Summer Programs and Alternatives to Interning

NOTE: FNC iMag has partnered with Intern Memo, a free email newsletter with a mix of event listings, intern stories and career advice specifically for interns. Read on for their tips and advice.

It’s late in the school year and in the day of opportunity, the sun is setting. If you’re nervous that you’re going to be unemployed when summer rolls around, it might be time to start making other plans.

For the uncertain among you and for those who are all “ugh, I could never cut it in a nine-to-five,” there are some pretty amazing alternatives out there that can actually advance your career. So when you suddenly panic midway through senior year because all your slacker friends inexplicably have amazing jobs lined up, you won’t be in such a tight spot.

Your options are manifold. First there’s the run-of-the-mill summer program set up through your school — “dece” if it’s on campus; awesome if they send you abroad. Then there’s this thing called a “Fellowship.” Chances are most have passed you by, but go to your OCS anyway and see what’s left. It’s insane what colleges will pay you to do if you just take the time to fill out a grant application. It’s like, “Oh do you feel like receiving several thousand dollars for independent study?”

“Uhh, I don’t know. That one page application seems pretty cumbersome!”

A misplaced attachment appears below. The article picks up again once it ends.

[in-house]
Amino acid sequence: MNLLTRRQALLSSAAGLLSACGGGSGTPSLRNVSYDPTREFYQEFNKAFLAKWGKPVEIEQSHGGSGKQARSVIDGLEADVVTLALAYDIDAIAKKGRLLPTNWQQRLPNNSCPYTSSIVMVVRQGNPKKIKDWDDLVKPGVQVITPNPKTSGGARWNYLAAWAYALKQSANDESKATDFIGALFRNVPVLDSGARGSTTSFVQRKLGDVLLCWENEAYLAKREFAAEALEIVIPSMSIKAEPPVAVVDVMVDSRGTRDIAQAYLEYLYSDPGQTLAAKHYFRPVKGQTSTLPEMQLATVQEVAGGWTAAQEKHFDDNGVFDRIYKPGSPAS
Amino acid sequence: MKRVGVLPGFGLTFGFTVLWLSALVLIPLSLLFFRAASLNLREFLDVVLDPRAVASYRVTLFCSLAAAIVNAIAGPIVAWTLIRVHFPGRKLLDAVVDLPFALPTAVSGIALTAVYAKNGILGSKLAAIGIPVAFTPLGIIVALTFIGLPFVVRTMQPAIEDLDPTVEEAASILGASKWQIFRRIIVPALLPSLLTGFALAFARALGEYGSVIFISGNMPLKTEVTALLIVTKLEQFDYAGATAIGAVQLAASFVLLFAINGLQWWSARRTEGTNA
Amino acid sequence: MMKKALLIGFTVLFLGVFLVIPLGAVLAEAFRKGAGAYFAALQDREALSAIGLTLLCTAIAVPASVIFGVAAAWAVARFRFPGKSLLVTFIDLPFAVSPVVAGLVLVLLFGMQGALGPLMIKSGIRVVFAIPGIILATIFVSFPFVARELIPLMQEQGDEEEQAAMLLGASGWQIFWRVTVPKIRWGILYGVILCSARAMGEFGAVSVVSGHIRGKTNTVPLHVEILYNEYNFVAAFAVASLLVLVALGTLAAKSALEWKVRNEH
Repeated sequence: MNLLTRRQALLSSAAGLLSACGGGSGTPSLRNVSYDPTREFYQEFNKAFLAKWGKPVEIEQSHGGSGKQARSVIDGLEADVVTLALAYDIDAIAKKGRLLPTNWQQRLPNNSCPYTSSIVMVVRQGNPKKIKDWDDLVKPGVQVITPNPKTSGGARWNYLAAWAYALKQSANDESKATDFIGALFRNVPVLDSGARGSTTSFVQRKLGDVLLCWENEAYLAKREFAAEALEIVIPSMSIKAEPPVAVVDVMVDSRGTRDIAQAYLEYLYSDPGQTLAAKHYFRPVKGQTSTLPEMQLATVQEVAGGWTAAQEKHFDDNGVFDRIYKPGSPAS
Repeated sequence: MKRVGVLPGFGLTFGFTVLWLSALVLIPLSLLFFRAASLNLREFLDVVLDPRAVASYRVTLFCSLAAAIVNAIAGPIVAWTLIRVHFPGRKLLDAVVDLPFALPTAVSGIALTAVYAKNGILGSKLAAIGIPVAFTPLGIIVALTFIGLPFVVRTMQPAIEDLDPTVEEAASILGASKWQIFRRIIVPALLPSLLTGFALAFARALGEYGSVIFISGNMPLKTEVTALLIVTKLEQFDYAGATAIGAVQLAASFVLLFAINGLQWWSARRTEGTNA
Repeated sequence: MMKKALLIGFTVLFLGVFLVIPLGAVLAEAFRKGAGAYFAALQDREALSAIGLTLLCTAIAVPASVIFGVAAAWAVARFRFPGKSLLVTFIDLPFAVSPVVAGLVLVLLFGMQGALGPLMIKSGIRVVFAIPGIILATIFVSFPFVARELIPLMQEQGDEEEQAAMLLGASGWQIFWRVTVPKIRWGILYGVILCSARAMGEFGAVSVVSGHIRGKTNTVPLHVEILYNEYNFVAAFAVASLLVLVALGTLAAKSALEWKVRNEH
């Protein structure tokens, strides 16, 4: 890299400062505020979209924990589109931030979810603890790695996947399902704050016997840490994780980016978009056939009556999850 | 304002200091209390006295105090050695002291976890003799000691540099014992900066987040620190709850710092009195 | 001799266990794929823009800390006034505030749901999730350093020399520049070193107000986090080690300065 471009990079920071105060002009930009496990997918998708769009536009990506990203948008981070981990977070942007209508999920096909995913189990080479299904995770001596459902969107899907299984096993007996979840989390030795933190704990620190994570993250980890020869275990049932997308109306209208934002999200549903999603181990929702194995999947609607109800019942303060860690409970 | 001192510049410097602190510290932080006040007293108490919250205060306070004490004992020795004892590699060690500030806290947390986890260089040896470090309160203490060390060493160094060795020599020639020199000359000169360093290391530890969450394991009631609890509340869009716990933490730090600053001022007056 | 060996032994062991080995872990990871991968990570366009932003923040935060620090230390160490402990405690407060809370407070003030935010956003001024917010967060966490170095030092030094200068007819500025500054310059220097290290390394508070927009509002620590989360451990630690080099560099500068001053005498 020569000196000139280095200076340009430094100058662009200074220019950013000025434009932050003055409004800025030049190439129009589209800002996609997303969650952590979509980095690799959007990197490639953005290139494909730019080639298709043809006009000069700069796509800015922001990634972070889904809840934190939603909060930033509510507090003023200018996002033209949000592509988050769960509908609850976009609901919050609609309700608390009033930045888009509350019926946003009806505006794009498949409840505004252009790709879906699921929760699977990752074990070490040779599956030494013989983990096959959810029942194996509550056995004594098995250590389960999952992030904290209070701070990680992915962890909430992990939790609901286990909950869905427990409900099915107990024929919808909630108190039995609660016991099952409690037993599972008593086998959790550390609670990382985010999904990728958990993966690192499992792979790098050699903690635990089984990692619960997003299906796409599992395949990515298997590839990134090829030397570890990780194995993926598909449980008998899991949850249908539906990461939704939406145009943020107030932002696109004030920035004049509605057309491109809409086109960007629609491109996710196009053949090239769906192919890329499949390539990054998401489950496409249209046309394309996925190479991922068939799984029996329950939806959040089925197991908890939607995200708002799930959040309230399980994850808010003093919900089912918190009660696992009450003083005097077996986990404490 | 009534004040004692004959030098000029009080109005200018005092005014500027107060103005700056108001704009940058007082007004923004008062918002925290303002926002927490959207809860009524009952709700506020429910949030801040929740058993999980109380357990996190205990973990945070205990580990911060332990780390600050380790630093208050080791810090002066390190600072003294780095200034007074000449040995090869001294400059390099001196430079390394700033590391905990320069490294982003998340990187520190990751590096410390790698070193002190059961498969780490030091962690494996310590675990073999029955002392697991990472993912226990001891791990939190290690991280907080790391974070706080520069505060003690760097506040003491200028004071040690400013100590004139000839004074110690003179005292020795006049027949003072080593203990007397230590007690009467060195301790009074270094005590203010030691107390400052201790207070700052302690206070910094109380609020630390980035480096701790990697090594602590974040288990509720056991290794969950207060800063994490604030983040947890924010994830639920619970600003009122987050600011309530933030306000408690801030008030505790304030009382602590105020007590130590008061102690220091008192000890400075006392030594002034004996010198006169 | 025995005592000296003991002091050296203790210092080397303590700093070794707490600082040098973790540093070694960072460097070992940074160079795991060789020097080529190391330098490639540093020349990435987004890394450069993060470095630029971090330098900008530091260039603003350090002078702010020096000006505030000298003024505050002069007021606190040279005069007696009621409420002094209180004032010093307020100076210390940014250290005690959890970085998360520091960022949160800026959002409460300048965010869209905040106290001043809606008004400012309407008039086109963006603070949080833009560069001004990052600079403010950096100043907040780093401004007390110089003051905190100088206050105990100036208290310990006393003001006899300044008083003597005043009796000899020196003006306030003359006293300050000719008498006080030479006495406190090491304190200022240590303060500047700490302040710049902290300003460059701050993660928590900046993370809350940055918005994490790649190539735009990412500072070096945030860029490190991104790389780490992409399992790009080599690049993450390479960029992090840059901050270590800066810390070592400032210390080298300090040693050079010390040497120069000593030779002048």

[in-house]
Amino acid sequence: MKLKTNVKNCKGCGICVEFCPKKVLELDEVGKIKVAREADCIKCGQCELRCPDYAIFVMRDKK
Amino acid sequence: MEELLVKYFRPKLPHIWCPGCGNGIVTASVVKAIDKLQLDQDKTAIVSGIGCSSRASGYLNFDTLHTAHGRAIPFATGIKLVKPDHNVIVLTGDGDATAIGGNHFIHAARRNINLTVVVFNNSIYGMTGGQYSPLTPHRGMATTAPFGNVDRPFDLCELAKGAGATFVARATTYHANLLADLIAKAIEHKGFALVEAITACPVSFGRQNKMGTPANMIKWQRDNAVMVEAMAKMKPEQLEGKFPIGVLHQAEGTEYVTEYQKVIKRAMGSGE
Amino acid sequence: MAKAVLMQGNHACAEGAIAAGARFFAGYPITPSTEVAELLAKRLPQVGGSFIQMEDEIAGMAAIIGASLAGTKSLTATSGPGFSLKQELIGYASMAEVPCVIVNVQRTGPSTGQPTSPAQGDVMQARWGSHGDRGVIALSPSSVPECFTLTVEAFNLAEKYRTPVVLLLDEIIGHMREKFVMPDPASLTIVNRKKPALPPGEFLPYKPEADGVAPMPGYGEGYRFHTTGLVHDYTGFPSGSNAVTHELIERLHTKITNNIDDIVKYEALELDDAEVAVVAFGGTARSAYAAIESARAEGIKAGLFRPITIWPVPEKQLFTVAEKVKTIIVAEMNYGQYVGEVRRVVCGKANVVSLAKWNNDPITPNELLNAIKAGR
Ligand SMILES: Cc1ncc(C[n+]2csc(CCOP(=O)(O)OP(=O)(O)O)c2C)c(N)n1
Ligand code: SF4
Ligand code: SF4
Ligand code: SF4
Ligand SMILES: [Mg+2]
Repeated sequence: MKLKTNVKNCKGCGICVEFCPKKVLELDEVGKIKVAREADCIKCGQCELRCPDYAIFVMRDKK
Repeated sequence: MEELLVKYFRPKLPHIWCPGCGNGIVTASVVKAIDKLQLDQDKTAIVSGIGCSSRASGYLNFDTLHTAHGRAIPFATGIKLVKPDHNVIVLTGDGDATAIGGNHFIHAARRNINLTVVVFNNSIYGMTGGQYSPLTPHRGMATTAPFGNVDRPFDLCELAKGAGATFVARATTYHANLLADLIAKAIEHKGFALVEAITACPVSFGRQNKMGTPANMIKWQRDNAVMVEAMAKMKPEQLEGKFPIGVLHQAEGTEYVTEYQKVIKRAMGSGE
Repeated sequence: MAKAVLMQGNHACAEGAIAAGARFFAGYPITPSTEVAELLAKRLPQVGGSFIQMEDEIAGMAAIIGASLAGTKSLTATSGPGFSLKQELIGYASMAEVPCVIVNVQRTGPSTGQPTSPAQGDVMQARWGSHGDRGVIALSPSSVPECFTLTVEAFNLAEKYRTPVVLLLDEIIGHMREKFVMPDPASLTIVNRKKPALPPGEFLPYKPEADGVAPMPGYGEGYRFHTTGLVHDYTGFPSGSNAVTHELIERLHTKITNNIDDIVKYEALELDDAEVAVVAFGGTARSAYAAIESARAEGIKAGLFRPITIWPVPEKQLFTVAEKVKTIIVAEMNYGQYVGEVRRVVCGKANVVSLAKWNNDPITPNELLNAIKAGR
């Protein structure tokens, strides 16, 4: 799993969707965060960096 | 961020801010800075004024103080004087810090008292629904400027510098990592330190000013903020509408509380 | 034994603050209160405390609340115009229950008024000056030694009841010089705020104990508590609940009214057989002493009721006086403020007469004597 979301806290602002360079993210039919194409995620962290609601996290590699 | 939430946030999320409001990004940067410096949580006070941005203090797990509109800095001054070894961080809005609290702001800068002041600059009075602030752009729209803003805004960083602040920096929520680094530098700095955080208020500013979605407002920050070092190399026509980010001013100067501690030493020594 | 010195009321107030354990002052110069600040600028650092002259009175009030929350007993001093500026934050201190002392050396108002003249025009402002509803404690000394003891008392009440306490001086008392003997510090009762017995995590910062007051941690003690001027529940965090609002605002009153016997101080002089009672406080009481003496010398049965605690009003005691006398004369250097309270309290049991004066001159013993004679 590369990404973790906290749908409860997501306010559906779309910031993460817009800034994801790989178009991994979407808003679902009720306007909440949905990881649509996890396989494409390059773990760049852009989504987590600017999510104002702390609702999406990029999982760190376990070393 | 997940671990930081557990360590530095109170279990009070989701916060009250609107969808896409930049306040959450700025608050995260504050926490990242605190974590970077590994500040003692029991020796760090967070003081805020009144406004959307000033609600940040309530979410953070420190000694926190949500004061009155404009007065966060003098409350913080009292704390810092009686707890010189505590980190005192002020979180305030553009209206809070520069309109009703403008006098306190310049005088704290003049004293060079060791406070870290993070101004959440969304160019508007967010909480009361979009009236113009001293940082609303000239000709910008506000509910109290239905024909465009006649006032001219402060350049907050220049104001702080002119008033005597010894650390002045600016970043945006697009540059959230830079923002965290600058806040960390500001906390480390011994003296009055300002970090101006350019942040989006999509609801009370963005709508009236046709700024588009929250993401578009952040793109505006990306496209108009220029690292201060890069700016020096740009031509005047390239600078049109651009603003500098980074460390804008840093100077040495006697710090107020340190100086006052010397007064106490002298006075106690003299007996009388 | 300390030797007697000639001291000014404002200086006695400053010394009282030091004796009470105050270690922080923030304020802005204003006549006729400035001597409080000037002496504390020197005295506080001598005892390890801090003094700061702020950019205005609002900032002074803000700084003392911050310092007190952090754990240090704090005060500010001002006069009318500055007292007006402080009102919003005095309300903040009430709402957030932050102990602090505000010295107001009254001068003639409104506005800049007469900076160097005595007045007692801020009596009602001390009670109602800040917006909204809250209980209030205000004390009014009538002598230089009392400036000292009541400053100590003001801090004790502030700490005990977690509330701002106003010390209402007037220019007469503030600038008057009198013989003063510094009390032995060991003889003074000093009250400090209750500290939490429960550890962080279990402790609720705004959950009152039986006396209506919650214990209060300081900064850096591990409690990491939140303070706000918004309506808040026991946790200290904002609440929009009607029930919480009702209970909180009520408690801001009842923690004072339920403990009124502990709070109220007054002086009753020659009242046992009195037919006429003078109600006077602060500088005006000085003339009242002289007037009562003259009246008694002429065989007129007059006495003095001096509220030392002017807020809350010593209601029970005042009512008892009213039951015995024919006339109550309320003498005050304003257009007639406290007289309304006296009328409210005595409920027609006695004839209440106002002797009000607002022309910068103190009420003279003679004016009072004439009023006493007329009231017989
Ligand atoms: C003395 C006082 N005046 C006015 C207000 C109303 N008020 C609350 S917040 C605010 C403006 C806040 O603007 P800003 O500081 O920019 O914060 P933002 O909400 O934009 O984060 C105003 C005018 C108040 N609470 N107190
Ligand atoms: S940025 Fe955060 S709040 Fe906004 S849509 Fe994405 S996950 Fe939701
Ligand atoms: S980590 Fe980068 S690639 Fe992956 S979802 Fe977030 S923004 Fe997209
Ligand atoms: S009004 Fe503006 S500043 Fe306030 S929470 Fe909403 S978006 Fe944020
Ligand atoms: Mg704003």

Maybe that’s an exaggeration, and maybe employers can tell if you try to parlay two weeks of thesis research into a summer’s worth of productivity, but a grant, maybe some travel and a summer course seems like a pretty good summer to us.

If that’s too wayward for you, Intern Memo suggests checking out these month-long business immersion programs as a substitute to an intensive internship. They’re offered at schools like Dartmouth, Stanford, U of Chicago, SMU, Babson, GW, NYU, Berkeley and UVA and do a fantastic job of preparing you for the working world. The Tuck Bridge Program at Dartmouth, for example, “is a four-week total-immersion business program for upperclassmen and recent graduates. Teamwork and one-on-one business skills are taught within the context of classes, projects, and real working world experience. Students leave the program ready for the business world with skills in finance, economics, and marketing.”

These programs are perfect for liberal arts students with an interest in business and will give you a competitive advantage in the full-time hiring cycle. The only kicker is the cost. The programs range from $6,000 - $9,000, so apply as soon as possible before the financial aid runs out.

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